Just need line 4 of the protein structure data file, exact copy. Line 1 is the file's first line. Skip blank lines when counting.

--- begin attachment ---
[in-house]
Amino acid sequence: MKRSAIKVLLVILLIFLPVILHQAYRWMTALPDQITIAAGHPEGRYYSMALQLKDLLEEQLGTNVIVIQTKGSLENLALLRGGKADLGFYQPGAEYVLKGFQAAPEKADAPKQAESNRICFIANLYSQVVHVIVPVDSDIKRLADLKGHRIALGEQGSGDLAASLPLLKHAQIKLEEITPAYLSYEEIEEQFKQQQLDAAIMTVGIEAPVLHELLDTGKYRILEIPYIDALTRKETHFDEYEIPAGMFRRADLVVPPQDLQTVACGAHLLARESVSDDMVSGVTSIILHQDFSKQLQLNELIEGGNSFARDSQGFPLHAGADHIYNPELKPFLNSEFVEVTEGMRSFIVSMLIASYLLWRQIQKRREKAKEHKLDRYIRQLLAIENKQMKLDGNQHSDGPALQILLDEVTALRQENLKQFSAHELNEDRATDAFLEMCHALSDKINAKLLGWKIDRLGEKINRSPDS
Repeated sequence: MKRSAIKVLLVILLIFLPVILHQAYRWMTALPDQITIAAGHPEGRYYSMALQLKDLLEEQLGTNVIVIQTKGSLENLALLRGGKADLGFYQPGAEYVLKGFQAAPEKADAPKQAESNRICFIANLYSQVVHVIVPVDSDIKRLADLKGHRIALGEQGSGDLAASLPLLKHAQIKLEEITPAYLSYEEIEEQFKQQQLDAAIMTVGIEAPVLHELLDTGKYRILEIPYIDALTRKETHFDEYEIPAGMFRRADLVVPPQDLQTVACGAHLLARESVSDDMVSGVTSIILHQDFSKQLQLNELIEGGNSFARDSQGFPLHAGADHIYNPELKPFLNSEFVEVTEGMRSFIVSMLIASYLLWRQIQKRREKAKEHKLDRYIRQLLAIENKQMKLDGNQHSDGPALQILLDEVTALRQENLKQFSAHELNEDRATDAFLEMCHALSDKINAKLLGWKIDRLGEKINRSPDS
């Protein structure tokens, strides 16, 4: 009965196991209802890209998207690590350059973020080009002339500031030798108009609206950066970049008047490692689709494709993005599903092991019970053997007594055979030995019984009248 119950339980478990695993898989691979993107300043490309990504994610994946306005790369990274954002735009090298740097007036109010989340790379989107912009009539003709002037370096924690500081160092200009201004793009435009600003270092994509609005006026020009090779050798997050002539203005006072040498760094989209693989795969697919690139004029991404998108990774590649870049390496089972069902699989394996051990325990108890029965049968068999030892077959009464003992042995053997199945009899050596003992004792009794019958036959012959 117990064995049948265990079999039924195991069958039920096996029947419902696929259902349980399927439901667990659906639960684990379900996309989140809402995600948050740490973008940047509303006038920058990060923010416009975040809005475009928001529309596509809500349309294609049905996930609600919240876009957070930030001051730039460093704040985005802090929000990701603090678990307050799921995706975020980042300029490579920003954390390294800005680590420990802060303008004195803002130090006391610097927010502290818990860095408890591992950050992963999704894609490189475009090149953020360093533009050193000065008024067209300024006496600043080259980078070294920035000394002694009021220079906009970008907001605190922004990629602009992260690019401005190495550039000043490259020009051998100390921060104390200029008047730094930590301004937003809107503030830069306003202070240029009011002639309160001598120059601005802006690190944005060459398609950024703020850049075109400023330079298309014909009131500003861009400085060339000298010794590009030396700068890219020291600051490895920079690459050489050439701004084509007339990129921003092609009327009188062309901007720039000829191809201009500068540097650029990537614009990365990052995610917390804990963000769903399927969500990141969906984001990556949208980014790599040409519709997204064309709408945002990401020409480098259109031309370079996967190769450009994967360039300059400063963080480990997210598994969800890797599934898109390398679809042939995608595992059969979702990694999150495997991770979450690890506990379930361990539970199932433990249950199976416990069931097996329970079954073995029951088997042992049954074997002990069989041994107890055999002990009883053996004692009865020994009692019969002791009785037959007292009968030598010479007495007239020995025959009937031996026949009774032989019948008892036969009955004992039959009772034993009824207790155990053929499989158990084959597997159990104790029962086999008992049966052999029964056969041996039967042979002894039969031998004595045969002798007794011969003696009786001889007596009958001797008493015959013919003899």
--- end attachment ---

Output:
């Protein structure tokens, strides 16, 4: 009965196991209802890209998207690590350059973020080009002339500031030798108009609206950066970049008047490692689709494709993005599903092991019970053997007594055979030995019984009248 119950339980478990695993898989691979993107300043490309990504994610994946306005790369990274954002735009090298740097007036109010989340790379989107912009009539003709002037370096924690500081160092200009201004793009435009600003270092994509609005006026020009090779050798997050002539203005006072040498760094989209693989795969697919690139004029991404998108990774590649870049390496089972069902699989394996051990325990108890029965049968068999030892077959009464003992042995053997199945009899050596003992004792009794019958036959012959 117990064995049948265990079999039924195991069958039920096996029947419902696929259902349980399927439901667990659906639960684990379900996309989140809402995600948050740490973008940047509303006038920058990060923010416009975040809005475009928001529309596509809500349309294609049905996930609600919240876009957070930030001051730039460093704040985005802090929000990701603090678990307050799921995706975020980042300029490579920003954390390294800005680590420990802060303008004195803002130090006391610097927010502290818990860095408890591992950050992963999704894609490189475009090149953020360093533009050193000065008024067209300024006496600043080259980078070294920035000394002694009021220079906009970008907001605190922004990629602009992260690019401005190495550039000043490259020009051998100390921060104390200029008047730094930590301004937003809107503030830069306003202070240029009011002639309160001598120059601005802006690190944005060459398609950024703020850049075109400023330079298309014909009131500003861009400085060339000298010794590009030396700068890219020291600051490895920079690459050489050439701004084509007339990129921003092609009327009188062309901007720039000829191809201009500068540097650029990537614009990365990052995610917390804990963000769903399927969500990141969906984001990556949208980014790599040409519709997204064309709408945002990401020409480098259109031309370079996967190769450009994967360039300059400063963080480990997210598994969800890797599934898109390398679809042939995608595992059969979702990694999150495997991770979450690890506990379930361990539970199932433990249950199976416990069931097996329970079954073995029951088997042992049954074997002990069989041994107890055999002990009883053996004692009865020994009692019969002791009785037959007292009968030598010479007495007239020995025959009937031996026949009774032989019948008892036969009955004992039959009772034993009824207790155990053929499989158990084959597997159990104790029962086999008992049966052999029964056969041996039967042979002894039969031998004595045969002798007794011969003696009786001889007596009958001797008493015959013919003899």